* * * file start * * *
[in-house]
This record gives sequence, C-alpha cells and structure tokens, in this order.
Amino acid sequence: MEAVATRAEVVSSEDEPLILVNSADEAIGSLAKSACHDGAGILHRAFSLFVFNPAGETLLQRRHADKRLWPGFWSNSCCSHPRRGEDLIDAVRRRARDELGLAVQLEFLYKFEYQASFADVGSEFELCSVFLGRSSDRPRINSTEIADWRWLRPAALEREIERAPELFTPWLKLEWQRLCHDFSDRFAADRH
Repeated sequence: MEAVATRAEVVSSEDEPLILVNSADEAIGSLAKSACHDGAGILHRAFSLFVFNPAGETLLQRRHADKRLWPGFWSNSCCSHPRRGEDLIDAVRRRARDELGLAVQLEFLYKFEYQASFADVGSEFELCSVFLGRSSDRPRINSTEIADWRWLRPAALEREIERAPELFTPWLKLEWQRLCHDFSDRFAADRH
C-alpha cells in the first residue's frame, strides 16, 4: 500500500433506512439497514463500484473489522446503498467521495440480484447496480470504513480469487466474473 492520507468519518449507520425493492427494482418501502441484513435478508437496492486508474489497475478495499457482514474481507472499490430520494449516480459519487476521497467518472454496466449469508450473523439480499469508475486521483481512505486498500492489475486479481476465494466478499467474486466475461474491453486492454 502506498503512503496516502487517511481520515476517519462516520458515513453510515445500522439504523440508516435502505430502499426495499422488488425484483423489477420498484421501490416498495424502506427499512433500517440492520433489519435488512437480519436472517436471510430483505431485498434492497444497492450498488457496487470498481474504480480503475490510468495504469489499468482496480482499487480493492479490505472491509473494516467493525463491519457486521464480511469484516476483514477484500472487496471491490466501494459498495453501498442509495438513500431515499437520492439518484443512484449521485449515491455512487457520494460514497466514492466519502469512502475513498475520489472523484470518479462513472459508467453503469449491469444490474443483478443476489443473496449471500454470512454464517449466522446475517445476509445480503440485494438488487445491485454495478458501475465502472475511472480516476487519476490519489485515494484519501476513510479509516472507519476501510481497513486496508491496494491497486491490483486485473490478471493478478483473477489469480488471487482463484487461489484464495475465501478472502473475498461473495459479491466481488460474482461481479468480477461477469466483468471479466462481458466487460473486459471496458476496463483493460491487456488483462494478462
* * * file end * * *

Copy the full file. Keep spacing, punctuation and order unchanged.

[in-house]
This record gives sequence, C-alpha cells and structure tokens, in this order.
Amino acid sequence: MEAVATRAEVVSSEDEPLILVNSADEAIGSLAKSACHDGAGILHRAFSLFVFNPAGETLLQRRHADKRLWPGFWSNSCCSHPRRGEDLIDAVRRRARDELGLAVQLEFLYKFEYQASFADVGSEFELCSVFLGRSSDRPRINSTEIADWRWLRPAALEREIERAPELFTPWLKLEWQRLCHDFSDRFAADRH
Repeated sequence: MEAVATRAEVVSSEDEPLILVNSADEAIGSLAKSACHDGAGILHRAFSLFVFNPAGETLLQRRHADKRLWPGFWSNSCCSHPRRGEDLIDAVRRRARDELGLAVQLEFLYKFEYQASFADVGSEFELCSVFLGRSSDRPRINSTEIADWRWLRPAALEREIERAPELFTPWLKLEWQRLCHDFSDRFAADRH
C-alpha cells in the first residue's frame, strides 16, 4: 500500500433506512439497514463500484473489522446503498467521495440480484447496480470504513480469487466474473 492520507468519518449507520425493492427494482418501502441484513435478508437496492486508474489497475478495499457482514474481507472499490430520494449516480459519487476521497467518472454496466449469508450473523439480499469508475486521483481512505486498500492489475486479481476465494466478499467474486466475461474491453486492454 502506498503512503496516502487517511481520515476517519462516520458515513453510515445500522439504523440508516435502505430502499426495499422488488425484483423489477420498484421501490416498495424502506427499512433500517440492520433489519435488512437480519436472517436471510430483505431485498434492497444497492450498488457496487470498481474504480480503475490510468495504469489499468482496480482499487480493492479490505472491509473494516467493525463491519457486521464480511469484516476483514477484500472487496471491490466501494459498495453501498442509495438513500431515499437520492439518484443512484449521485449515491455512487457520494460514497466514492466519502469512502475513498475520489472523484470518479462513472459508467453503469449491469444490474443483478443476489443473496449471500454470512454464517449466522446475517445476509445480503440485494438488487445491485454495478458501475465502472475511472480516476487519476490519489485515494484519501476513510479509516472507519476501510481497513486496508491496494491497486491490483486485473490478471493478478483473477489469480488471487482463484487461489484464495475465501478472502473475498461473495459479491466481488460474482461481479468480477461477469466483468471479466462481458466487460473486459471496458476496463483493460491487456488483462494478462